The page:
The ease of composing on computers has also generated more creative and prolific prose, 1st-grade teacher Tom Schaper notes.
Even for the youngest children, says Robert Myers, the Head Start site manager, computer interaction fosters hand-eye coordination, pre-reading skills, and a "positive feeling of accomplishment.''
"If it was frustrating in any way, they wouldn't have anything to do with it,'' he adds.
Teachers also say the computers and learning-center rotations have freed them to spend more time with children individually.
"The traditional way of teaching didn't really allow for that,'' 3rd-grade teacher Juanita Estrada says.
The new system has also eased assessment and helped individualize instruction by keeping computerized records of how far children have progressed on various programs.
A more elaborate record system the district will begin implementing this month will also allow teachers to track and assess curricular goals linked with the state assessment.
School personnel, meanwhile, hope that the program will give their students more marketable skills.
"Just about everywhere you apply for work, one of the first questions is how much experience do you have with computers,'' says 5th-grade teacher Randy Sandoval, whose students rotate between hands-on mathematics activities and equation programs on computers.
"When these kids are done they will have a salable skill,'' adds James Churchill, another 5th-grade teacher.
Most teachers at the school had no prior computer experience, and they admit to having been skeptical or scared at first. But they say time, training, and a supportive atmosphere have helped.
"Now I have a gift, because I could go to a district just starting with computers ... and help take that fear away,'' says Churchill.
Many also think that the program has improved teaching by encouraging thematic units and the integration of social studies and other subjects.
But most teachers stress that they view computers only as a supplement to sound teaching, and caution that care must be taken to balance technology with traditional tools.
"You still need that sense of taking a book and getting lost in it,'' Churchill observes.
Some teachers also say they would like to learn to be able to put in more of their own program modifications, a task that might be eased by the new management system.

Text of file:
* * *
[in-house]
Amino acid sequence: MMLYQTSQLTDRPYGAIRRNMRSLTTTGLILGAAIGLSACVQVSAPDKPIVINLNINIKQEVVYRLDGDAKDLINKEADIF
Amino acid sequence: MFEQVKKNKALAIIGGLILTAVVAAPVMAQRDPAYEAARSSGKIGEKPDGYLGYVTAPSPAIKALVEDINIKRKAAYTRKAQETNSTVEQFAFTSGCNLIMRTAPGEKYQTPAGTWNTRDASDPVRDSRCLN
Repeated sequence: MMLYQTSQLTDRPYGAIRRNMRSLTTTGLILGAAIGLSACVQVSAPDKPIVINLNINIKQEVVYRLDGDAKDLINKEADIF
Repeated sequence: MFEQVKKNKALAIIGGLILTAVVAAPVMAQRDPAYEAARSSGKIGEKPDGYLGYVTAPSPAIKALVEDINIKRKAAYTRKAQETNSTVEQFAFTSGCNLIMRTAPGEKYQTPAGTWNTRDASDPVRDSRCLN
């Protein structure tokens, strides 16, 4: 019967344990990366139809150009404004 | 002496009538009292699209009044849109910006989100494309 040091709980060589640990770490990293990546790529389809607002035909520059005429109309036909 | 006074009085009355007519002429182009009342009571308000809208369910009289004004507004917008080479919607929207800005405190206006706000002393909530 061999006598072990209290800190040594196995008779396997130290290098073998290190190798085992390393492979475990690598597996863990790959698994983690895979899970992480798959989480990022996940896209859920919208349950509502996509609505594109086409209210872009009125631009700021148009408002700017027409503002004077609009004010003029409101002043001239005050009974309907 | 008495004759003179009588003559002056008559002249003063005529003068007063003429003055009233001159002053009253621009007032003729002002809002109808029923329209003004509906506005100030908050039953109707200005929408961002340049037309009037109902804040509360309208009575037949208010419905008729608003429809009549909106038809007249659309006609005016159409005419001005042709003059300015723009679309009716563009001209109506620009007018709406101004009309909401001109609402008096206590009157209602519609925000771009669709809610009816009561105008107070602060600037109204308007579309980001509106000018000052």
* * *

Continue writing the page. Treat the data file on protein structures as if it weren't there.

No 'Magic Wand'
Some educators note that their reliance on computers can sometimes be a liability.
Although response time for clearing up mechanical problems has been quick, Estrada, the 3rd-grade teacher, says, it is frustrating when the system goes down without warning, because "we have incorporated it so much into our daily teaching.''
Superintendent Charles Lemley says that restructuring the schools around technology has sparked a "revolution'' in reaching children with diverse learning styles and tracking their progress.
But he stresses that "computers can't do everything'' for a school in a remote rural area.
Despite the largess of the copper mines, he says, the district's per-pupil funding and teacher salaries are well below average, a situation he attributes largely to inequities in the state's school-funding formula.
Technology is no "magic wand'' for solving "some of the basic problems we have,'' he says.
School administrators also stress that Hayden-Winkelman's computer innovations would not have been possible in many rural districts, where bond money is usually spent solely on building renovation.
In addition, the use of computers has not spurred reforms in all aspects of the curriculum. Despite the excitement of the computers and restructured classrooms, some teachers use methods and worksheets at other learning centers that appear to stress rote rather than hands-on learning.
Guzman acknowledges some teachers are more adept at weaving in technology than others, and that computers cannot turn around all teaching.
"There is a lot of good teaching going on without computers, and excellent schools--that's never going to change,'' he says. "All I am saying is that technology gives even those excellent schools one more chance to do a better job.''